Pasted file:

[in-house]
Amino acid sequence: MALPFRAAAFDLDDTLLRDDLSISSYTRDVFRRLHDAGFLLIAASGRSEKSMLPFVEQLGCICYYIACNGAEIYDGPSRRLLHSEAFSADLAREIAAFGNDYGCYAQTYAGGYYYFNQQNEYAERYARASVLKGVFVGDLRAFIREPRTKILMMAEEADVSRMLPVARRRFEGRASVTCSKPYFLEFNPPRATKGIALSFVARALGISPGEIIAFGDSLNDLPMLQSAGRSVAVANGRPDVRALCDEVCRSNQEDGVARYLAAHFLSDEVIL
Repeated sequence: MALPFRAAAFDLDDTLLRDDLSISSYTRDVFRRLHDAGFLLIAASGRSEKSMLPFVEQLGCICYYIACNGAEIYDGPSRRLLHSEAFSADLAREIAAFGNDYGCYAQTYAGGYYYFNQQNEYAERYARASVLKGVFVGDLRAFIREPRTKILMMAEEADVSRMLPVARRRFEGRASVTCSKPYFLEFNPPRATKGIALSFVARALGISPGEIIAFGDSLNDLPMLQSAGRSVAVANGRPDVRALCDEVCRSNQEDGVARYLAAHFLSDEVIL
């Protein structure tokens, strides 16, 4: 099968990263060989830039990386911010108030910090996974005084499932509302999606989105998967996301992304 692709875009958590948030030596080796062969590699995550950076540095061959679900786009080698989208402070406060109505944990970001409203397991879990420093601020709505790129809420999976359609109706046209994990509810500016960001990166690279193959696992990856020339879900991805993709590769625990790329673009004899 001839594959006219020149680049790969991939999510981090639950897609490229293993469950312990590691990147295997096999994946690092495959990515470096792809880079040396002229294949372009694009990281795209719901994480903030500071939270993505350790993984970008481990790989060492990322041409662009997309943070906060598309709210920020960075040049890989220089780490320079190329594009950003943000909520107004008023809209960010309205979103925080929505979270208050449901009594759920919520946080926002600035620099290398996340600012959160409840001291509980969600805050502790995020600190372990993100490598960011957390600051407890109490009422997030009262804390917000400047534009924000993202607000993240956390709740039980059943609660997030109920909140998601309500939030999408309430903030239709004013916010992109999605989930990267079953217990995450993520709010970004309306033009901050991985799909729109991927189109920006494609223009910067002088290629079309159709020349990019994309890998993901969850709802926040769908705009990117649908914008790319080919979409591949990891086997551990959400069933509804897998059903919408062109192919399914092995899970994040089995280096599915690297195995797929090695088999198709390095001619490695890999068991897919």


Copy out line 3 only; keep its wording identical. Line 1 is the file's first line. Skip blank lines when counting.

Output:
Repeated sequence: MALPFRAAAFDLDDTLLRDDLSISSYTRDVFRRLHDAGFLLIAASGRSEKSMLPFVEQLGCICYYIACNGAEIYDGPSRRLLHSEAFSADLAREIAAFGNDYGCYAQTYAGGYYYFNQQNEYAERYARASVLKGVFVGDLRAFIREPRTKILMMAEEADVSRMLPVARRRFEGRASVTCSKPYFLEFNPPRATKGIALSFVARALGISPGEIIAFGDSLNDLPMLQSAGRSVAVANGRPDVRALCDEVCRSNQEDGVARYLAAHFLSDEVIL